Legal Landmark: Bahrain Recognizes Sex Change

It took Zainab Rabie three years to become a man as the law would have it.

After a long legal battle, the Arab island country of Bahrain finally recognized Rabie, 34, as a man. Rabie was born an intersexual, with anatomy that is characteristically both male and female.

Rabie was raised as a girl but always sensed there was something wrong with that identity; Rabie never got periods and mixed more easily with boys than with girls in the schoolyard.

Rabie got married at age 25. But after the wedding, when they were ready to consummate their union, Rabie's new husband was shocked by what he discovered.

"I actually found out on my wedding night and my husband took me to several hospitals where they ran checks on me and declared that I was actually a man," Rabie told Bahrain's Gulf Daily News.

The couple separated soon after the wedding. Rabie flew to Thailand for a sex change operation and began a three-year legal fight to be recognized as a man. That battle ended Wednesday, when Bahrain's High Civil Court changed Rabie's legal identity from female to male.

"People around me always treated me like a female, but I always felt otherwise. I used to wear the abaya and the hijab before the court case," Rabie said of the traditional black robe and veil worn by women in Gulf Arab countries.

"I'm so happy and relieved that they ruled in my favor because this has been a long journey, and it's finally over," he said to Gulf Daily News.

Rabie is not the first intersexual to win a court case in Bahrain; there was a similar case in 2005. But in a region where homosexuality is illegal and gender identities rigid, intersexuals have a hard fight. In Gulf Arab countries, gays and lesbians keep a low profile, otherwise risking legal or social censure.

"It's very difficult in the Gulf," Rabie's lawyer, Fouzia Janahi, told ABC News. "Islam rules that we're not allowed to change our sex, but they have a problem; they have both sexes."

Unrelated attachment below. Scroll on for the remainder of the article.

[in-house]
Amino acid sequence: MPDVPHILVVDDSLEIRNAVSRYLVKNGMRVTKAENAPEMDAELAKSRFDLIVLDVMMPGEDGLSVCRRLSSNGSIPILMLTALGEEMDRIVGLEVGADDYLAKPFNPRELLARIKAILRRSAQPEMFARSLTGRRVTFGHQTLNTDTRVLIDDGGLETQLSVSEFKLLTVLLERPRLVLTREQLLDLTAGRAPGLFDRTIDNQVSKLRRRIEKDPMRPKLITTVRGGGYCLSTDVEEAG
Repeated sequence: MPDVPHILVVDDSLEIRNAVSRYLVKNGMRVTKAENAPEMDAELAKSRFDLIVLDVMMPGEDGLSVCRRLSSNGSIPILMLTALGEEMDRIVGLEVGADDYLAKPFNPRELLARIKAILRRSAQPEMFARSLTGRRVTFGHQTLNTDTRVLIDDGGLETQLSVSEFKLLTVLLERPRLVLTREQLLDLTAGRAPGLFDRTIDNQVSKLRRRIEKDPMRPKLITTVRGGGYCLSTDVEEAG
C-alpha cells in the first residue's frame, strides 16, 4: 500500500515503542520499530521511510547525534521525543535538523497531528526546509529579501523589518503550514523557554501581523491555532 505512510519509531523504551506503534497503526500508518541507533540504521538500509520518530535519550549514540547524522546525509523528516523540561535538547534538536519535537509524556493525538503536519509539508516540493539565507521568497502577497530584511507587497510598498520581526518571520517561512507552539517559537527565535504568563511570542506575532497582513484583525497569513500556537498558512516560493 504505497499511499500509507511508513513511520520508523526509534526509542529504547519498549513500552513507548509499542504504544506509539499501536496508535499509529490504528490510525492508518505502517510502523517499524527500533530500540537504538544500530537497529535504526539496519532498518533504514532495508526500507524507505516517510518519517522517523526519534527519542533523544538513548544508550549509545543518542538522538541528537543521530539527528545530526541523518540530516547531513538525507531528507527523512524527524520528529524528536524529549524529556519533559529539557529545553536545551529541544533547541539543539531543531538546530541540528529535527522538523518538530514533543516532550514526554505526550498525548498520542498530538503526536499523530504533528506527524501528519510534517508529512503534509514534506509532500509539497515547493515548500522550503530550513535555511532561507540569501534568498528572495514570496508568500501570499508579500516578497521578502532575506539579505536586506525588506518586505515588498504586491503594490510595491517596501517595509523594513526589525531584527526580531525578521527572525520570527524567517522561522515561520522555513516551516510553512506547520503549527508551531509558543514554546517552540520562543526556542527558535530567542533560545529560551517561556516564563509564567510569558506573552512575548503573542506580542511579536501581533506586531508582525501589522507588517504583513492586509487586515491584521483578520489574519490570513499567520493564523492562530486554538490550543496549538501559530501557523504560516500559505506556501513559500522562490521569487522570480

Janahi said that the Bahraini courts needed medical documentation proving Rabie wasn't a woman before approving the sex change on paper.

Janahi represents cases in Qatar, Kuwait, Saudi Arabia and Abu Dhabi, each place with different rules for gender reassignment. In Saudi Arabia, the law dictates that authorities must issue a fatwa, or religious ruling, to allow the switch.

In all cases, Janahi's clients had to leave the country to find sex change surgery; she says. Thailand is the preferred destination, because procedures there are relatively inexpensive. The Bahraini government provided a subsidy of 5,000 dinars (roughly $13,300) to cover the cost of Rabie's travel and surgery.

The situation is vastly different throughout the Persian Gulf. In the Islamic Republic of Iran, homosexuality is illegal, but sex change operations are easy to get and, in some cases, subsidized by the state.

"Iran is different," Janahi said. "It's easy there."

Sex change operations have been permitted in Iran since Ayatollah Ruhollah Khomeini used the Shiite jurisprudence process called "Ijtihad" to rule 25 years ago that the procedure counts as corrective surgery. The supreme leader and spiritual guide of the Iranian Revolution recognized intersexuals as a third category -- neither man nor woman.

Bahrain's decision means a new life for Rabie, who plans to change his name from the feminine "Zainab" to the masculine "Hussein" as soon as the lower court reconvenes after summer break.

But the outcome doesn't necessarily mean more rights for gays or intersexuals in the Middle East.

"It's a big step, and yet it's not," said Pervez Sharma, director of "Jihad for Love," a new film that follows gays and lesbians in the Muslim world.

"Often it becomes the only way for a person to be gay or lesbian -- by getting a sex change."

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